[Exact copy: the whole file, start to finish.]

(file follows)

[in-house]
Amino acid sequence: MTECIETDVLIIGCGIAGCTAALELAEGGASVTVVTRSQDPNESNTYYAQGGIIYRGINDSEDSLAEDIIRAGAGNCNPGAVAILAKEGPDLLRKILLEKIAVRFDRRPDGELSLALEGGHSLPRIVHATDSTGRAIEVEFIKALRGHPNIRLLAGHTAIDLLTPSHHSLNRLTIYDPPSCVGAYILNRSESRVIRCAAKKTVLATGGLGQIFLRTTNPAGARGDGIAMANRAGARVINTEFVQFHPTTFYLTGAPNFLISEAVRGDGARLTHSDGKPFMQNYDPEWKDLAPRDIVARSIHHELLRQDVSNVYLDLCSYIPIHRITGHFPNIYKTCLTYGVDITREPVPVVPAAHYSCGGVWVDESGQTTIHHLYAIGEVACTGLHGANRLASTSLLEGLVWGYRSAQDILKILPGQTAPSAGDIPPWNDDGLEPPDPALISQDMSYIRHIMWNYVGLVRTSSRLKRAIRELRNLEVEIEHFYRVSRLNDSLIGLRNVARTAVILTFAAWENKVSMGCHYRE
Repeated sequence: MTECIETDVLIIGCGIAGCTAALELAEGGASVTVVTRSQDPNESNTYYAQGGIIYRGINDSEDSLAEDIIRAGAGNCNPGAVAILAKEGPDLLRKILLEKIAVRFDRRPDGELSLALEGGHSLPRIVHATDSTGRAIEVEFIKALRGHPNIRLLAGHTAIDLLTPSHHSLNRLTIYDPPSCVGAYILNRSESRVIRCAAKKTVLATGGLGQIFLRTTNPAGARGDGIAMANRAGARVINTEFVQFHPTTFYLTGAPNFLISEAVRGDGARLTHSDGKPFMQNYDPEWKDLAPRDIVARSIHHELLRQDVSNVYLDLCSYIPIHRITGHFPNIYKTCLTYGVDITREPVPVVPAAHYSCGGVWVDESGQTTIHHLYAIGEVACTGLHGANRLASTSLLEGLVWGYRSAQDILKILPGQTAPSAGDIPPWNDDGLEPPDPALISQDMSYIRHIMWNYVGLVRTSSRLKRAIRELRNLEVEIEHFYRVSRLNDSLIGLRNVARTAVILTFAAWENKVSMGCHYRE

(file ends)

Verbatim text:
[in-house]
Amino acid sequence: MTECIETDVLIIGCGIAGCTAALELAEGGASVTVVTRSQDPNESNTYYAQGGIIYRGINDSEDSLAEDIIRAGAGNCNPGAVAILAKEGPDLLRKILLEKIAVRFDRRPDGELSLALEGGHSLPRIVHATDSTGRAIEVEFIKALRGHPNIRLLAGHTAIDLLTPSHHSLNRLTIYDPPSCVGAYILNRSESRVIRCAAKKTVLATGGLGQIFLRTTNPAGARGDGIAMANRAGARVINTEFVQFHPTTFYLTGAPNFLISEAVRGDGARLTHSDGKPFMQNYDPEWKDLAPRDIVARSIHHELLRQDVSNVYLDLCSYIPIHRITGHFPNIYKTCLTYGVDITREPVPVVPAAHYSCGGVWVDESGQTTIHHLYAIGEVACTGLHGANRLASTSLLEGLVWGYRSAQDILKILPGQTAPSAGDIPPWNDDGLEPPDPALISQDMSYIRHIMWNYVGLVRTSSRLKRAIRELRNLEVEIEHFYRVSRLNDSLIGLRNVARTAVILTFAAWENKVSMGCHYRE
Repeated sequence: MTECIETDVLIIGCGIAGCTAALELAEGGASVTVVTRSQDPNESNTYYAQGGIIYRGINDSEDSLAEDIIRAGAGNCNPGAVAILAKEGPDLLRKILLEKIAVRFDRRPDGELSLALEGGHSLPRIVHATDSTGRAIEVEFIKALRGHPNIRLLAGHTAIDLLTPSHHSLNRLTIYDPPSCVGAYILNRSESRVIRCAAKKTVLATGGLGQIFLRTTNPAGARGDGIAMANRAGARVINTEFVQFHPTTFYLTGAPNFLISEAVRGDGARLTHSDGKPFMQNYDPEWKDLAPRDIVARSIHHELLRQDVSNVYLDLCSYIPIHRITGHFPNIYKTCLTYGVDITREPVPVVPAAHYSCGGVWVDESGQTTIHHLYAIGEVACTGLHGANRLASTSLLEGLVWGYRSAQDILKILPGQTAPSAGDIPPWNDDGLEPPDPALISQDMSYIRHIMWNYVGLVRTSSRLKRAIRELRNLEVEIEHFYRVSRLNDSLIGLRNVARTAVILTFAAWENKVSMGCHYRE